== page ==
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British Columbia needs to improve its mental health supports for teenagers, particularly in schools, according to four in five participants in a three-week mental health survey.
The informal online poll, created by the Canadian Mental Health Association (CMHA) B.C., has garnered 700 responses as part of the non-profit’s ongoing B4Stage4 campaign to boost earlier responses to British Columbians with mental illness.
On the question of which demographic of the population should be prioritized for interventions, 80 per cent chose adolescents. And schools were listed as the most important choice of screening location, garnering a full half of responses.
“I’m not surprised, because we know youth are a high-risk group,” explained CEO Bev Gutray in a phone interview. “But if we can get to them early, and they can get mental health care early on, many can recover fully.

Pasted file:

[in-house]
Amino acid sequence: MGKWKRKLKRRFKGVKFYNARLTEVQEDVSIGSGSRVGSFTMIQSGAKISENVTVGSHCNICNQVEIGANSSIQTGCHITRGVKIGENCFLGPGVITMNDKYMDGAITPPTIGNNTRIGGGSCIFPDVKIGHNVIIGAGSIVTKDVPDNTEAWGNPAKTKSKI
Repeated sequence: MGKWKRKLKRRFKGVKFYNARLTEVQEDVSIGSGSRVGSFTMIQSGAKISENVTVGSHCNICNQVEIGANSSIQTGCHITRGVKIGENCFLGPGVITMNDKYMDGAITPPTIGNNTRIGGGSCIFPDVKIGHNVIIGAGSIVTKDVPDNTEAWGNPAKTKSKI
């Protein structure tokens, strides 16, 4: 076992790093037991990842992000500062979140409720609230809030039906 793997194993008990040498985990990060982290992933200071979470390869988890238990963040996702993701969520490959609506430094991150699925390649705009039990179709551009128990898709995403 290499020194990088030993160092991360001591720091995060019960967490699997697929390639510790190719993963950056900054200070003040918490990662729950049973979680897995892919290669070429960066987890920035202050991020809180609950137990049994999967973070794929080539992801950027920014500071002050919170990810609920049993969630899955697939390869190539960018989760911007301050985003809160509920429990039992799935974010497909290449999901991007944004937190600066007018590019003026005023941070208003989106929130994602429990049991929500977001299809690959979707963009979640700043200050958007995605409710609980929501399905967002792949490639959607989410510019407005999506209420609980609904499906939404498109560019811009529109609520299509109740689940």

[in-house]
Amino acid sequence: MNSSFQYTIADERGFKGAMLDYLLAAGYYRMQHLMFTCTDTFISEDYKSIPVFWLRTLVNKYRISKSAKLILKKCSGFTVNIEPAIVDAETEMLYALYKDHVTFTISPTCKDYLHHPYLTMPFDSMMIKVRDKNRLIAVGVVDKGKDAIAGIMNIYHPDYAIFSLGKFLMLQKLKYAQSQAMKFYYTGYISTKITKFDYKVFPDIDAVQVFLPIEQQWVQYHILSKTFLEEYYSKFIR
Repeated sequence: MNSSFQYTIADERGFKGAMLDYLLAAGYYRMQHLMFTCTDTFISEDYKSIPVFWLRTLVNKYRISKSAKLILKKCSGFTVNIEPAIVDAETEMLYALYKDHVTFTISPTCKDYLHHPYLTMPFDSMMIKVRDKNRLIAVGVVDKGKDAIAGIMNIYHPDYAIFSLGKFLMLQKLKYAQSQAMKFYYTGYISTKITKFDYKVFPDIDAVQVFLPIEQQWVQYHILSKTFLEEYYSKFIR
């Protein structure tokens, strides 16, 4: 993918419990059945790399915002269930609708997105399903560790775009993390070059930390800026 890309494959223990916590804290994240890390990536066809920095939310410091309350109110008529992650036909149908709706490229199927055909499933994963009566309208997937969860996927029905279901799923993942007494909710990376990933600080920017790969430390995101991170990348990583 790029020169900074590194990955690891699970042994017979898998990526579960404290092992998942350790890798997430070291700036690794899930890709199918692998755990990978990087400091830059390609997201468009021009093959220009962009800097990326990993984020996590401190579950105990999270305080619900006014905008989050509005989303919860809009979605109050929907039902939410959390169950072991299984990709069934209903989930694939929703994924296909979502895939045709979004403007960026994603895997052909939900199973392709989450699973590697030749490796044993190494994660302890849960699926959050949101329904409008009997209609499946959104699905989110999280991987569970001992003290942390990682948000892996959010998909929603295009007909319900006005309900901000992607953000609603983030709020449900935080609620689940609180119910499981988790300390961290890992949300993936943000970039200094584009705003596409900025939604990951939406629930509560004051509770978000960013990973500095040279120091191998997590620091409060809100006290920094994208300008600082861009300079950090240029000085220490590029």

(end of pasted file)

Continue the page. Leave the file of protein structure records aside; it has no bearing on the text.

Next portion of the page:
“Unattended mental illnesses, however, often end up continue into adulthood. Why don’t we do that work early on?”
At the campaign’s launch last October, held in CMHA’s Vancouver offices, 25-year-old M.J. Ziemann spoke out about her struggle since she was a teenager with mental health issues.
“I had actually applied for help,” she told Metro in an interview at the time. “It wasn’t until I was very, very, very ill and needed to be hospitalized that the wheels got turning.”
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